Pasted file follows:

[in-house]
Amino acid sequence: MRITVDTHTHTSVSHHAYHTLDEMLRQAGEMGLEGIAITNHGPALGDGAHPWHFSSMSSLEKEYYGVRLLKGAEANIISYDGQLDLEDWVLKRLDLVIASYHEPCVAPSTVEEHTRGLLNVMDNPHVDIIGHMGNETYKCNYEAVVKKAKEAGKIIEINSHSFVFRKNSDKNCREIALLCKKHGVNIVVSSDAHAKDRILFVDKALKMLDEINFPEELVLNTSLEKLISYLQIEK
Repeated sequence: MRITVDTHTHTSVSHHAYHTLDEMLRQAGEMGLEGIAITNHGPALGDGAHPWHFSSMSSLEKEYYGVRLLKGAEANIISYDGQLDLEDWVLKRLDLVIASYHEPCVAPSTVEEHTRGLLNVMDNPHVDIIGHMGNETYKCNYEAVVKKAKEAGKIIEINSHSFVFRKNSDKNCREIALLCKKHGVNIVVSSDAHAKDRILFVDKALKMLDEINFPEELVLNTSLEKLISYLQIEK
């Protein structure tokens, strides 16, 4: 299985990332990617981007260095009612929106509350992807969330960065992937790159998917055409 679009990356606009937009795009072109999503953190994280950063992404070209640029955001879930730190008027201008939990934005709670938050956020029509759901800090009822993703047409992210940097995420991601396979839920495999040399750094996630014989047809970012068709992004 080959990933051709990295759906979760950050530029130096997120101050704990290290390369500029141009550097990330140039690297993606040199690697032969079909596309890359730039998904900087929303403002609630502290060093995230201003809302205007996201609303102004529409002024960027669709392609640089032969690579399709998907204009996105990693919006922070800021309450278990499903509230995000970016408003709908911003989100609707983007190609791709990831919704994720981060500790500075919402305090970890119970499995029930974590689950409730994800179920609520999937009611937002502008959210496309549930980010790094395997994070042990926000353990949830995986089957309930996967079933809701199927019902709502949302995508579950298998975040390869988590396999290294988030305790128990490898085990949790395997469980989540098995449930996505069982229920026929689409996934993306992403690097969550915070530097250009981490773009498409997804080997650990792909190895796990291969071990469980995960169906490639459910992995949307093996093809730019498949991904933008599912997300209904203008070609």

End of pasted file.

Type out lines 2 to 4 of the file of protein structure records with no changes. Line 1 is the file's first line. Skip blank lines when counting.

Amino acid sequence: MRITVDTHTHTSVSHHAYHTLDEMLRQAGEMGLEGIAITNHGPALGDGAHPWHFSSMSSLEKEYYGVRLLKGAEANIISYDGQLDLEDWVLKRLDLVIASYHEPCVAPSTVEEHTRGLLNVMDNPHVDIIGHMGNETYKCNYEAVVKKAKEAGKIIEINSHSFVFRKNSDKNCREIALLCKKHGVNIVVSSDAHAKDRILFVDKALKMLDEINFPEELVLNTSLEKLISYLQIEK
Repeated sequence: MRITVDTHTHTSVSHHAYHTLDEMLRQAGEMGLEGIAITNHGPALGDGAHPWHFSSMSSLEKEYYGVRLLKGAEANIISYDGQLDLEDWVLKRLDLVIASYHEPCVAPSTVEEHTRGLLNVMDNPHVDIIGHMGNETYKCNYEAVVKKAKEAGKIIEINSHSFVFRKNSDKNCREIALLCKKHGVNIVVSSDAHAKDRILFVDKALKMLDEINFPEELVLNTSLEKLISYLQIEK
């Protein structure tokens, strides 16, 4: 299985990332990617981007260095009612929106509350992807969330960065992937790159998917055409 679009990356606009937009795009072109999503953190994280950063992404070209640029955001879930730190008027201008939990934005709670938050956020029509759901800090009822993703047409992210940097995420991601396979839920495999040399750094996630014989047809970012068709992004 080959990933051709990295759906979760950050530029130096997120101050704990290290390369500029141009550097990330140039690297993606040199690697032969079909596309890359730039998904900087929303403002609630502290060093995230201003809302205007996201609303102004529409002024960027669709392609640089032969690579399709998907204009996105990693919006922070800021309450278990499903509230995000970016408003709908911003989100609707983007190609791709990831919704994720981060500790500075919402305090970890119970499995029930974590689950409730994800179920609520999937009611937002502008959210496309549930980010790094395997994070042990926000353990949830995986089957309930996967079933809701199927019902709502949302995508579950298998975040390869988590396999290294988030305790128990490898085990949790395997469980989540098995449930996505069982229920026929689409996934993306992403690097969550915070530097250009981490773009498409997804080997650990792909190895796990291969071990469980995960169906490639459910992995949307093996093809730019498949991904933008599912997300209904203008070609």